In interviews with Bloomberg and Channel News Asia on Monday (June 25), Mahathir criticised his nation’s 1962 water agreement with neighboring Singapore.
“I think it is manifestly ridiculous that we should sell water at 3 sen per thousand gallons. That was okay way back in the 1990s or 1930s. But now what can you buy with 3 sen? Nothing,” he told Channel News Asia.
He also said he plans to renegotiate the deal, but stated at a press conference later on Monday evening that it was “not urgent.”
A spokesperson from Singapore’s Ministry of Foreign Affairs has said in a statement that the 1962 Water Agreement is a fundamental agreement that was guaranteed by both governments in the 1965 Separation Agreement which was registered with the UN and that both sides must comply fully with all the provisions of these agreements.
The 1962 agreement allows Singapore to draw up to 250 million gallons of water a day from the Johor River on the condition that Johor is entitled to treated water of up to two per cent of the water imported, according to Singapore’s Public Utilities Board. The agreement will expire in 2061.
Water agreements between Singapore and Malaysia – and the disputes that have arisen from them – are nothing new.
According to a National Library Board article, the first such agreement dates back to 1927, well before Singapore attained its independence in 1965.
A second agreement in 1961 voided the previous agreement and allowed Singapore to draw off all the water within the designated land at Gunong Pulai, Sungei Tebrau and Sungei Scudai. The agreement expired in 2011.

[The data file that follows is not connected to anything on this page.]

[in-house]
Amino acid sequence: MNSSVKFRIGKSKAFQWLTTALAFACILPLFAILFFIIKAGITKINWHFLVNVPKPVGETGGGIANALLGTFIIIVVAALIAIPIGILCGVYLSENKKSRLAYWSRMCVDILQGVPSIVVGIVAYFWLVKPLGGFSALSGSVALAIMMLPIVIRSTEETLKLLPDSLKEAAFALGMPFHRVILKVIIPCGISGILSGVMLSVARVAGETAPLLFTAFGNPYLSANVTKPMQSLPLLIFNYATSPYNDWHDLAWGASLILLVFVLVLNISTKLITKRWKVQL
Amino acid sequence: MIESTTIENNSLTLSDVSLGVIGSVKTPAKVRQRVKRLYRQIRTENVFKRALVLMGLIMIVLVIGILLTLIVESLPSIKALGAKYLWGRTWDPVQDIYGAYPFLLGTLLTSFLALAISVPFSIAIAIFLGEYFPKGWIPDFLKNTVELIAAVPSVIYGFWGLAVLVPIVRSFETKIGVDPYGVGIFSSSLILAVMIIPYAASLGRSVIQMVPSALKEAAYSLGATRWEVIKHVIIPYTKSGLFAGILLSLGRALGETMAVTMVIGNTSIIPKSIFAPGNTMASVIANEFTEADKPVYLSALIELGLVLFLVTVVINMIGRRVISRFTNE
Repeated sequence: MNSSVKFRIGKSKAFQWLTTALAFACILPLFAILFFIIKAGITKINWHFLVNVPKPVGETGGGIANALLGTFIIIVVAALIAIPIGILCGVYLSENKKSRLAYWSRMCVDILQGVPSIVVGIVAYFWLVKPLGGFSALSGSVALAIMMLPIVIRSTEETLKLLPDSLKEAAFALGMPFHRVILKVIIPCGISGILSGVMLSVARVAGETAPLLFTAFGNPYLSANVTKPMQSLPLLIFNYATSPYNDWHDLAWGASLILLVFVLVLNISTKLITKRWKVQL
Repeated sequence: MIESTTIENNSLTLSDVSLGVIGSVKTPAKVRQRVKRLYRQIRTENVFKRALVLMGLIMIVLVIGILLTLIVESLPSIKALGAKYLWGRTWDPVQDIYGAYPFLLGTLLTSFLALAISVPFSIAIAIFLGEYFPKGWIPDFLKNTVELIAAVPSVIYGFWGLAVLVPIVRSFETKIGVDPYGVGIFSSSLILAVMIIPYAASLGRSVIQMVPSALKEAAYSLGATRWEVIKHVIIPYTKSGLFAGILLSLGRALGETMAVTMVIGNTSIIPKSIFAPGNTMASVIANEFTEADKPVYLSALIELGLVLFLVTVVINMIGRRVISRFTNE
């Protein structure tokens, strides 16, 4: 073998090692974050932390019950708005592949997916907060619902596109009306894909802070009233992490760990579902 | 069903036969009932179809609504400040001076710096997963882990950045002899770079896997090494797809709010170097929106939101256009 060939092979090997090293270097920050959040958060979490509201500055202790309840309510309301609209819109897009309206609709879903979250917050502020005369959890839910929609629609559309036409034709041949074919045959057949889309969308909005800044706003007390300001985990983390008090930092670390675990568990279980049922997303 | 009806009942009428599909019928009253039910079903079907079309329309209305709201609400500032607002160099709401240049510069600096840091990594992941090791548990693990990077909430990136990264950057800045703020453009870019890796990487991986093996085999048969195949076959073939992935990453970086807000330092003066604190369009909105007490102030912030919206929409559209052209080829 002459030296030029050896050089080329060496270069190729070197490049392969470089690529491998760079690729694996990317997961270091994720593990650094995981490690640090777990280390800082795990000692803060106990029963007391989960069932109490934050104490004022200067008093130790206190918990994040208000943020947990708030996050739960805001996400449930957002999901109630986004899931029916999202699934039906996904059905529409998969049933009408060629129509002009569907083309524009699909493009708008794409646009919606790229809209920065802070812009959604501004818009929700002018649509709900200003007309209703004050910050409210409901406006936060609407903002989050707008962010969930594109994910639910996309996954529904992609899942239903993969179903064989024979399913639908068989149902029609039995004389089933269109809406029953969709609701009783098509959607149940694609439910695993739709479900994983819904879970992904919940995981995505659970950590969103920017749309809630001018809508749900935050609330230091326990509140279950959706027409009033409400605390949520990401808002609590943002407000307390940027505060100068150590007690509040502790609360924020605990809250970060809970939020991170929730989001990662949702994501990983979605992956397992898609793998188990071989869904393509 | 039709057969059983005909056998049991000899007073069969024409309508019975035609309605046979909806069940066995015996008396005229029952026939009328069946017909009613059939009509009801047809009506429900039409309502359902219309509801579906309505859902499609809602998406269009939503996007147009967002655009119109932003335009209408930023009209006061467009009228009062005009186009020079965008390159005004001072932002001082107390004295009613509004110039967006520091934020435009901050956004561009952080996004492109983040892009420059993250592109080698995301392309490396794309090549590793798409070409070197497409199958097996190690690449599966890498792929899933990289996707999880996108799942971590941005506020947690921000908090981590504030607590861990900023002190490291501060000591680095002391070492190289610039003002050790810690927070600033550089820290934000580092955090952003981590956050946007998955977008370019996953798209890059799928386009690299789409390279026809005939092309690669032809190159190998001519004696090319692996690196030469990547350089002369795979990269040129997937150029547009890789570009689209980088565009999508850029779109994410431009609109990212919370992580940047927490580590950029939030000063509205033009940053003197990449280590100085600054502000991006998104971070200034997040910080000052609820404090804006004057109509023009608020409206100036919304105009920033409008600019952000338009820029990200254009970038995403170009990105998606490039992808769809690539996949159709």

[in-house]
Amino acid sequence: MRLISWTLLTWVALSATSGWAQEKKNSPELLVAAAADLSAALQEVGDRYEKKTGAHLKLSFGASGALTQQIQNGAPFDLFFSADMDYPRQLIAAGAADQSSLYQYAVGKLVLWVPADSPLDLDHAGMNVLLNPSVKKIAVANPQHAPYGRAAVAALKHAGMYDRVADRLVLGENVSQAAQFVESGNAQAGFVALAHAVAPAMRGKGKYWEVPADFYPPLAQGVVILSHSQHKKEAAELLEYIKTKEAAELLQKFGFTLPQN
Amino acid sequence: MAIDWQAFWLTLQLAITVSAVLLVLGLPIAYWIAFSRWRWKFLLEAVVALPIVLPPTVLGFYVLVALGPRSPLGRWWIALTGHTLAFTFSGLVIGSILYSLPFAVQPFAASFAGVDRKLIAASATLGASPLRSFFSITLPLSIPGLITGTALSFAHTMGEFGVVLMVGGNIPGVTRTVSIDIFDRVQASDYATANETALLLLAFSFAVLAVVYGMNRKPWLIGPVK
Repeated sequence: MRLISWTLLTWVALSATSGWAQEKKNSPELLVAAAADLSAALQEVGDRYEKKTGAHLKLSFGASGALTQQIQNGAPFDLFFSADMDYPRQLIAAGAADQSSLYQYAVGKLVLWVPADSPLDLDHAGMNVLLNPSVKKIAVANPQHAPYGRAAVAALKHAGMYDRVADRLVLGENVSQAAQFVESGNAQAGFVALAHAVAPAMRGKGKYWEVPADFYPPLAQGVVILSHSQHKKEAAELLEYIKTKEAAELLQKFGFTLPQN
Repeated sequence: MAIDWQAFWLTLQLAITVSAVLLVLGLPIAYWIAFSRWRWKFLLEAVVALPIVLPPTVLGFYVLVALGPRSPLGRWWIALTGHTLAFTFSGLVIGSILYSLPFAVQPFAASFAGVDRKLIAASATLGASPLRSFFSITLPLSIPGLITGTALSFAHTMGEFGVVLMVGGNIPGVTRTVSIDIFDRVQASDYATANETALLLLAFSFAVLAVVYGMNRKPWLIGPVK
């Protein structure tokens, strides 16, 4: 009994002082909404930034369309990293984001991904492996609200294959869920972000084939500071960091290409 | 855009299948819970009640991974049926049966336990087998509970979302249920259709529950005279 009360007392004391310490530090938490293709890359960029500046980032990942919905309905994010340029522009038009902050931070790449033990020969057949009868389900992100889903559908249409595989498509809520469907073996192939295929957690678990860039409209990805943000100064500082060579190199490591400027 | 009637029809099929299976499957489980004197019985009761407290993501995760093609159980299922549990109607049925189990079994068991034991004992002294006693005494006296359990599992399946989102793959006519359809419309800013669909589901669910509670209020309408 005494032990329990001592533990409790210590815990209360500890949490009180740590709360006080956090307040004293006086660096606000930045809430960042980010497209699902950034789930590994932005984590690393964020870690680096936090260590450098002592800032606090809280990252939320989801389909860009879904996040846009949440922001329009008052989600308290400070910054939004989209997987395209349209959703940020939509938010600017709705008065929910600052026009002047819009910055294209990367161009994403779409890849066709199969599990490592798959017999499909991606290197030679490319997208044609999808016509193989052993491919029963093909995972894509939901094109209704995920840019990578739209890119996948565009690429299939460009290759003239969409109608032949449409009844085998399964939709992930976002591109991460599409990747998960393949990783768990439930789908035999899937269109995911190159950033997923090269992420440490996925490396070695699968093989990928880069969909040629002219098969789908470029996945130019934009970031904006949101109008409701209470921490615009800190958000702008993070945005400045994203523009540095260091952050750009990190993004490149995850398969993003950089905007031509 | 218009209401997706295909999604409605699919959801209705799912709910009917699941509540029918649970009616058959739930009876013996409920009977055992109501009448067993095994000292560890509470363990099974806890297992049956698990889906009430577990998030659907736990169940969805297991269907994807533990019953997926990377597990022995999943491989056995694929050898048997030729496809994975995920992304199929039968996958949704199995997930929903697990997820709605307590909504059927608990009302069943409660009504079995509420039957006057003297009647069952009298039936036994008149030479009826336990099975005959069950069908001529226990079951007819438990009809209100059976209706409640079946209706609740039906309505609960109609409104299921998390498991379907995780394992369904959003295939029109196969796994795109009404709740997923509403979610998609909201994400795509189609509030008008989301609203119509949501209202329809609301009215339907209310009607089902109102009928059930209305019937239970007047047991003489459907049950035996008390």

This was followed by the 1962 agreement, as well as a final agreement in 1990 which enabled Singapore to build a dam across Sungei Linggiu in order to extract water from the Johor river.
However, disputes arose during Mahathir’s last stint as Prime Minister in the 1990s over the pricing of the water. In 1998, Malaysia agreed to settle outstanding bilateral issues, including the water issue, as a package, according to a Ministry of Foreign Affairs article. In the years that followed, Malaysia repeatedly changed its demands, and the package approach was abandoned in 2002.
Singapore has been investing in research and technology to meet the country’s growing demand for water, which is expected to almost double by 2060, according to PUB. The country currently has two desalination plants which meet 25 per cent of the country’s water needs, as well as five NEWater plants, where treated used water is further purified for re-use, meeting up to 40 per cent of the country’s demand. NEWater and desalination are expected to meet 85 per cent of Singapore’s water demand by 2060, according to PUB.